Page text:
No funds available now for land, Woburn says

Builder eyes new Spence Farm site

By John Laidler
Globe Correspondent / June 16, 2011

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A local builder whose plan for a subdivision on part of Spence Farm prompted Woburn to buy a 7.58-acre section of the land last year is now proposing a residential project elsewhere on the property.

But city officials said Woburn, because of financial constraints, has no plans to try to purchase the 11-acre site on Wyman Street that the Melanson Development Group Inc. is now targeting for development.

“We are not in a position to do it,’’ said Mayor Scott D. Galvin.

The Planning Board on Tuesday was scheduled to open a public hearing into the Woburn company’s subdivision plan for the parcel. Melanson, which has an agreement to buy the land from Spence family trusts, seeks to construct 23 single-family homes on the 11 acres, according to its owner, Bryan E. Melanson.

The parcel is down the street from the 7.58-acre section that Woburn acquired from the family last year for $2.4 million.

Woburn was spurred to acquire the farmland, which is being maintained for agricultural use, after Melanson Development reached an agreement to purchase it for $2.4 million as part of plans to build a 17-home subdivision.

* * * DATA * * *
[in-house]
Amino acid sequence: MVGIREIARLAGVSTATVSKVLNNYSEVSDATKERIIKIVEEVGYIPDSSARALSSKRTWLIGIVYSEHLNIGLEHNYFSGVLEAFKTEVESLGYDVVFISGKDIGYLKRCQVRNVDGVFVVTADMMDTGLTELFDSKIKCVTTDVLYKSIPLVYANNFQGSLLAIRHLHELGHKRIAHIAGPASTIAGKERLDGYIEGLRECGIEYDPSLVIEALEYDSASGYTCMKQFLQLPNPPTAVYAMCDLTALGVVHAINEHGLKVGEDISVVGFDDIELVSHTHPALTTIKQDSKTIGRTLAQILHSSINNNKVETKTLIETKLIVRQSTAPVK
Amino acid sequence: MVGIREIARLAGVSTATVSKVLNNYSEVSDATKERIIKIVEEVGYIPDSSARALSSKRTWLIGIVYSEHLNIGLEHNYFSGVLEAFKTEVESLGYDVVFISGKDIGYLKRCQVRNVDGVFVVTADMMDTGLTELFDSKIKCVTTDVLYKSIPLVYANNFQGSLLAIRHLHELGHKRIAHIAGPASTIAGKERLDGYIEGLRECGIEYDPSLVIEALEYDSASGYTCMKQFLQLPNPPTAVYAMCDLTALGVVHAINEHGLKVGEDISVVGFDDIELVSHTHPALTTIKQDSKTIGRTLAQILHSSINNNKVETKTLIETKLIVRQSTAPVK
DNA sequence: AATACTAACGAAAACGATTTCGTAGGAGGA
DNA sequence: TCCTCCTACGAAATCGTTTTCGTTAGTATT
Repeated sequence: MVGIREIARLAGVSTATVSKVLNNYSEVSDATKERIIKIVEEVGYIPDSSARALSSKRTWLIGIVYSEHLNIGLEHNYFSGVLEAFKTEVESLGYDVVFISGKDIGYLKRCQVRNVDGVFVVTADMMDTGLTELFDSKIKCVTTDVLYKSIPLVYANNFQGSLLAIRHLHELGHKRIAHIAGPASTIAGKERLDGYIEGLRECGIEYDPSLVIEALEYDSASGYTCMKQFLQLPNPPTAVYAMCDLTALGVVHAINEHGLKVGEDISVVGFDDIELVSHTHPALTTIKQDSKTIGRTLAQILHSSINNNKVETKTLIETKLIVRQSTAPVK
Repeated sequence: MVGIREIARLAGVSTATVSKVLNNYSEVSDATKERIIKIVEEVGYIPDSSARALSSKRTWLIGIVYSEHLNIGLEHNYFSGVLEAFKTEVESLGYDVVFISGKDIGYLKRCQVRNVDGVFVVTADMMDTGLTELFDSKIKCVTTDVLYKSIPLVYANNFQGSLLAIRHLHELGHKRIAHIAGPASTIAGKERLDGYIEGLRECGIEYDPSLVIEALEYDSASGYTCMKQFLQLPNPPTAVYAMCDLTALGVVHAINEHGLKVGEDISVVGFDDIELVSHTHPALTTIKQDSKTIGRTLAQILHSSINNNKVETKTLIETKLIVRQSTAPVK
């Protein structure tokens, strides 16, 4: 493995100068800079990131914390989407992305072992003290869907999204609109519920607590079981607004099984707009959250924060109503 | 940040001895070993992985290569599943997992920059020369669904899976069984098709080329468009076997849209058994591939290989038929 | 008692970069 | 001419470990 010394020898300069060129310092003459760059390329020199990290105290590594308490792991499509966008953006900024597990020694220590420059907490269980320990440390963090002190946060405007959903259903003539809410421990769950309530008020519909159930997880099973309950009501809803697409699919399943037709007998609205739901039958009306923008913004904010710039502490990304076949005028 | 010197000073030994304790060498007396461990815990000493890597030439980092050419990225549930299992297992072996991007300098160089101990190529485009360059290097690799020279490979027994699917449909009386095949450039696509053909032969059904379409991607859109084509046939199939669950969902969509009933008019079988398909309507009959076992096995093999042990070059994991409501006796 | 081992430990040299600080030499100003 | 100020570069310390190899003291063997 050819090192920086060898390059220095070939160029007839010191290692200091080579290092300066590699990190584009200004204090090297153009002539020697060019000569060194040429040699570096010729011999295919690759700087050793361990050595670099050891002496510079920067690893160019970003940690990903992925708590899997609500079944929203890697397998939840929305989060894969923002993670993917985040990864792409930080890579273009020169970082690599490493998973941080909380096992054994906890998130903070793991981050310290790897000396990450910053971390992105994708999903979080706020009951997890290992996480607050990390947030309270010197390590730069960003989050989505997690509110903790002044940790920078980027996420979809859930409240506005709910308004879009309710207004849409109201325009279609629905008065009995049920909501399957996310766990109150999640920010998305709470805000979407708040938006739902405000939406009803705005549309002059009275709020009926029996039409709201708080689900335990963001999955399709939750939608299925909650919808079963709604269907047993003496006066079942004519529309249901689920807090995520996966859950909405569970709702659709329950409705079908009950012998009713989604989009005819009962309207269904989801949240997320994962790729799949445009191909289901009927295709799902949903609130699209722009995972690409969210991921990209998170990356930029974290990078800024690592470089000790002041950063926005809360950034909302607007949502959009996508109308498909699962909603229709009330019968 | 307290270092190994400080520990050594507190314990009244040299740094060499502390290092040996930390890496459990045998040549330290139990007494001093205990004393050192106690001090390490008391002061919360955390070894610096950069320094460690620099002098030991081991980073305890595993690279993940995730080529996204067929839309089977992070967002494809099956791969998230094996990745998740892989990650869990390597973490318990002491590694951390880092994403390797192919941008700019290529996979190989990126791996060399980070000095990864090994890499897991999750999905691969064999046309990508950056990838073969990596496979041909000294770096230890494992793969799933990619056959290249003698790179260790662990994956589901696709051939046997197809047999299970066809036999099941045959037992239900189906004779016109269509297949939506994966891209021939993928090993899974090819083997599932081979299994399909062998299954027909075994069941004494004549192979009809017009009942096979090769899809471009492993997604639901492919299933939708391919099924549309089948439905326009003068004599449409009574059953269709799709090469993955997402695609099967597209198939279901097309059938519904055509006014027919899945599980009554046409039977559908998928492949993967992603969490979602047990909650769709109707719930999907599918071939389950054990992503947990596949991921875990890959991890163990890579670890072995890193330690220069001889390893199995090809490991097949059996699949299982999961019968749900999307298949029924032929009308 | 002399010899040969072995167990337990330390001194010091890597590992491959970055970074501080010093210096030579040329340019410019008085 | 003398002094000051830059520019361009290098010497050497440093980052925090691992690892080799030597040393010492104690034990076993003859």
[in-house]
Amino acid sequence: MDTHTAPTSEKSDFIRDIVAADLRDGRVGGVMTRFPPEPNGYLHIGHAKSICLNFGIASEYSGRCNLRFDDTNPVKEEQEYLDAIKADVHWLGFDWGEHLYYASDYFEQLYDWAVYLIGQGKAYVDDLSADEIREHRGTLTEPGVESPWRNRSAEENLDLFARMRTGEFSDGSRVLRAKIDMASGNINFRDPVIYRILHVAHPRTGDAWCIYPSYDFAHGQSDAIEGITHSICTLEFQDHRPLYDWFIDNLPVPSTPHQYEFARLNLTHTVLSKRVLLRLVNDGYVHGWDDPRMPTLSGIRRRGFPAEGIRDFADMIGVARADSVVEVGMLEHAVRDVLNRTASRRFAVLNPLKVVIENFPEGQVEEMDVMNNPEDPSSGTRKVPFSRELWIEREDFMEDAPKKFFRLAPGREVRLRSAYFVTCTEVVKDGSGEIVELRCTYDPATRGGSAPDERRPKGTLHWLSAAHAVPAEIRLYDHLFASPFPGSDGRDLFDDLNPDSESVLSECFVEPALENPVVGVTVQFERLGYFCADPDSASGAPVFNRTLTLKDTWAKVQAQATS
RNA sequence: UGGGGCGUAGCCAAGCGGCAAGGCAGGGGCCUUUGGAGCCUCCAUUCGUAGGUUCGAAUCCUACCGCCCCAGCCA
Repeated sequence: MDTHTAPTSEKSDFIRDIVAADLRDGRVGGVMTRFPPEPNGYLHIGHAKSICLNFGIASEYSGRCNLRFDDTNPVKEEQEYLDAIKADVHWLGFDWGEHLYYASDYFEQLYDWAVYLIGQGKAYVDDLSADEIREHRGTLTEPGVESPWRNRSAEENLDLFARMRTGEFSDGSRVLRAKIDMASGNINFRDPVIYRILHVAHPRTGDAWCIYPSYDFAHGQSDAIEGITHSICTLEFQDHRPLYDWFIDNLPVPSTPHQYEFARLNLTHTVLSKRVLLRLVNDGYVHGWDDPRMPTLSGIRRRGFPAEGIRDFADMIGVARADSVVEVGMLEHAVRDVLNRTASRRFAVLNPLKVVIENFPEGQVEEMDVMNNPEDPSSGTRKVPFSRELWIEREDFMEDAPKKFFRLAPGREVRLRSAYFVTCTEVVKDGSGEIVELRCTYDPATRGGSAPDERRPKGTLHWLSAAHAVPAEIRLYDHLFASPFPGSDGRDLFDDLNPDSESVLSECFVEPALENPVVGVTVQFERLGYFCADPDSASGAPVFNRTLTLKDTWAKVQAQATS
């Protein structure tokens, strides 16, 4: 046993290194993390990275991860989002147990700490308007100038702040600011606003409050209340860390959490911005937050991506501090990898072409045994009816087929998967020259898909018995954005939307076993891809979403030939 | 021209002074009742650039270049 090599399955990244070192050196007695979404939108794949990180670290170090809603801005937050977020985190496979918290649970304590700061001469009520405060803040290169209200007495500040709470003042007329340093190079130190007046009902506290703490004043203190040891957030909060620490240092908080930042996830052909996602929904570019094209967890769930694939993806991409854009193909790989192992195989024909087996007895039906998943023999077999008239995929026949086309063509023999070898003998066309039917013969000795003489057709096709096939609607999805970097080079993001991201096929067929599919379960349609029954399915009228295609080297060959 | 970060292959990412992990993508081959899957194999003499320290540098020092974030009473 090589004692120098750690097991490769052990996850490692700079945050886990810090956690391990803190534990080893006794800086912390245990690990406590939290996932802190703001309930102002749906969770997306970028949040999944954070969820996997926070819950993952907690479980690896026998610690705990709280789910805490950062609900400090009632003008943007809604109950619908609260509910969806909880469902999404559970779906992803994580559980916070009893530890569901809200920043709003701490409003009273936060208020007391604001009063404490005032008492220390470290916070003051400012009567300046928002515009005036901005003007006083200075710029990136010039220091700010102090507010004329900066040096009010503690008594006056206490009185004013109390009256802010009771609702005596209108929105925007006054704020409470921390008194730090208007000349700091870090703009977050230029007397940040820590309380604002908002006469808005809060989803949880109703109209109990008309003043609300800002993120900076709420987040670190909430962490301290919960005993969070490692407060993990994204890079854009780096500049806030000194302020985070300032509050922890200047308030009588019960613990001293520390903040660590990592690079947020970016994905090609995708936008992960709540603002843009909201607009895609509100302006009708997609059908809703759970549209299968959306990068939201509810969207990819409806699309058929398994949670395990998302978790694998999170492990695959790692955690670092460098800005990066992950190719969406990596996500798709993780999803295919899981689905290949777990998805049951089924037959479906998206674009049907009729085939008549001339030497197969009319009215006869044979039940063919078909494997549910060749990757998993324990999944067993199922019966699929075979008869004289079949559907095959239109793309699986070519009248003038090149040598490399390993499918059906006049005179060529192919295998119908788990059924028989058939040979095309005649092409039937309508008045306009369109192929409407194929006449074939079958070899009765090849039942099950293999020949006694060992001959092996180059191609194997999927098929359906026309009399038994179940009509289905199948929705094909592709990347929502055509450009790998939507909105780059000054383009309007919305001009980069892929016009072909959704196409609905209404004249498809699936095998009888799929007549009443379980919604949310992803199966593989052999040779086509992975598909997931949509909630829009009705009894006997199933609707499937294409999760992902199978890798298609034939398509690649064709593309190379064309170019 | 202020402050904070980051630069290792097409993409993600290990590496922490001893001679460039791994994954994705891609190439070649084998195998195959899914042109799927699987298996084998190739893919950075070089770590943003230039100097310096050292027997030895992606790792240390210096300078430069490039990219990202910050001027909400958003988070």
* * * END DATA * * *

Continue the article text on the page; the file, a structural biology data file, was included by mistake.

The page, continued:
The land was designated under a state agricultural protection program, Chapter 61A, that gave Woburn the right to purchase the property by matching the sales price.

City officials at the time expressed hope that at some point the city might be able to acquire the rest of the Spence Farm property, which includes a 14-acre section as well as the 11-acre parcel.

But Galvin termed that year-ago wish no longer realistic.

“It would be nice to buy it, but you do have to balance your needs. I think we bought more open space in one year than the city had bought in 50 years combined,’’ Galvin said, pointing to the purchases of the Spence Farm land and the 74.4-acre Whispering Hills site the city acquired from Northeastern University.

“I’m proud of that accomplishment,’’ he said, but the city needs to “move over to competing needs.’’

The mayor also noted that the 11-acre site is not under Chapter 61A, so the city does not have a “right of first refusal’’ on it.